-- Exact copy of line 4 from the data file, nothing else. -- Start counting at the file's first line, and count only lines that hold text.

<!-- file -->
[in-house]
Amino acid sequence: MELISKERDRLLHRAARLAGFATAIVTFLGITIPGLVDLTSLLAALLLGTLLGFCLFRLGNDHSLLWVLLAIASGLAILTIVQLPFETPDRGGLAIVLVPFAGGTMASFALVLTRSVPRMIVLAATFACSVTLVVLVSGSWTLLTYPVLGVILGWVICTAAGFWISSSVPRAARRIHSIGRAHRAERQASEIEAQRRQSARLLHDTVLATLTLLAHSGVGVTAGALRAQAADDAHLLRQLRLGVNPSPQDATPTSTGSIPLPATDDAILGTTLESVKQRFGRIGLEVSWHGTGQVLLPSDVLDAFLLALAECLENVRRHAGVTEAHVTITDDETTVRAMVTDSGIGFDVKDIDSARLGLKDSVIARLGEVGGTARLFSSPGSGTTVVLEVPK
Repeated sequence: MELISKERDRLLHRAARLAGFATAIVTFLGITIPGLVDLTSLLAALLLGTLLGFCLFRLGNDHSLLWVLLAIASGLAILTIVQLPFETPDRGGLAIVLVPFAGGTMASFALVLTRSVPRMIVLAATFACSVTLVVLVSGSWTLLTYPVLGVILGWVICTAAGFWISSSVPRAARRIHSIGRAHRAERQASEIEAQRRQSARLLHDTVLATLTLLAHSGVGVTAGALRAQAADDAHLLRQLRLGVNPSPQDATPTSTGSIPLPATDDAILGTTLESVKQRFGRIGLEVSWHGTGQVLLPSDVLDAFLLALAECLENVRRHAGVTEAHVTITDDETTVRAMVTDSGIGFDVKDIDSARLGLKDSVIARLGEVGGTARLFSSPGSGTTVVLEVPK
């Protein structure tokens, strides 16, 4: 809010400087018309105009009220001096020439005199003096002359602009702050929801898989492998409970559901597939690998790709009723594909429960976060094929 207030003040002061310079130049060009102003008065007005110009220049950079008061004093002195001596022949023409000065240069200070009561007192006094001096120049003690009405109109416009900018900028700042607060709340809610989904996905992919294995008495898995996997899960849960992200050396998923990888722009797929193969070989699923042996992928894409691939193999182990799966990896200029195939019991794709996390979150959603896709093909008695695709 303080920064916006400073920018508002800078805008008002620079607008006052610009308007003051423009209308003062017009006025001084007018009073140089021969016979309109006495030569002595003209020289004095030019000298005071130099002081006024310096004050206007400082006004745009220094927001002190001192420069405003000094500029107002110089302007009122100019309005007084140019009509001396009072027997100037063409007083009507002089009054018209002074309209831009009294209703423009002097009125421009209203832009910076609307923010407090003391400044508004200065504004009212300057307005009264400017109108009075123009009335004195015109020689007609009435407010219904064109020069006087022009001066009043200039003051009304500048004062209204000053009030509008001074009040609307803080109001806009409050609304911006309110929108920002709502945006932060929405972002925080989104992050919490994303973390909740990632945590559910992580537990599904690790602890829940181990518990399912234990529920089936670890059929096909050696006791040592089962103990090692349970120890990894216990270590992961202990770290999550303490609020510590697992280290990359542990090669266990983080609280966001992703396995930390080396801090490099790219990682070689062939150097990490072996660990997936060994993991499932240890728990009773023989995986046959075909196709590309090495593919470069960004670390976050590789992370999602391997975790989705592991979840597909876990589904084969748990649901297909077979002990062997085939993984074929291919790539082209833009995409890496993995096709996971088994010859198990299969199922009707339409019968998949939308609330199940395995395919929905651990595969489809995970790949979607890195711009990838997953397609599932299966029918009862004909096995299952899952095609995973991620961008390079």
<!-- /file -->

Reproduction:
């Protein structure tokens, strides 16, 4: 809010400087018309105009009220001096020439005199003096002359602009702050929801898989492998409970559901597939690998790709009723594909429960976060094929 207030003040002061310079130049060009102003008065007005110009220049950079008061004093002195001596022949023409000065240069200070009561007192006094001096120049003690009405109109416009900018900028700042607060709340809610989904996905992919294995008495898995996997899960849960992200050396998923990888722009797929193969070989699923042996992928894409691939193999182990799966990896200029195939019991794709996390979150959603896709093909008695695709 303080920064916006400073920018508002800078805008008002620079607008006052610009308007003051423009209308003062017009006025001084007018009073140089021969016979309109006495030569002595003209020289004095030019000298005071130099002081006024310096004050206007400082006004745009220094927001002190001192420069405003000094500029107002110089302007009122100019309005007084140019009509001396009072027997100037063409007083009507002089009054018209002074309209831009009294209703423009002097009125421009209203832009910076609307923010407090003391400044508004200065504004009212300057307005009264400017109108009075123009009335004195015109020689007609009435407010219904064109020069006087022009001066009043200039003051009304500048004062209204000053009030509008001074009040609307803080109001806009409050609304911006309110929108920002709502945006932060929405972002925080989104992050919490994303973390909740990632945590559910992580537990599904690790602890829940181990518990399912234990529920089936670890059929096909050696006791040592089962103990090692349970120890990894216990270590992961202990770290999550303490609020510590697992280290990359542990090669266990983080609280966001992703396995930390080396801090490099790219990682070689062939150097990490072996660990997936060994993991499932240890728990009773023989995986046959075909196709590309090495593919470069960004670390976050590789992370999602391997975790989705592991979840597909876990589904084969748990649901297909077979002990062997085939993984074929291919790539082209833009995409890496993995096709996971088994010859198990299969199922009707339409019968998949939308609330199940395995395919929905651990595969489809995970790949979607890195711009990838997953397609599932299966029918009862004909096995299952899952095609995973991620961008390079």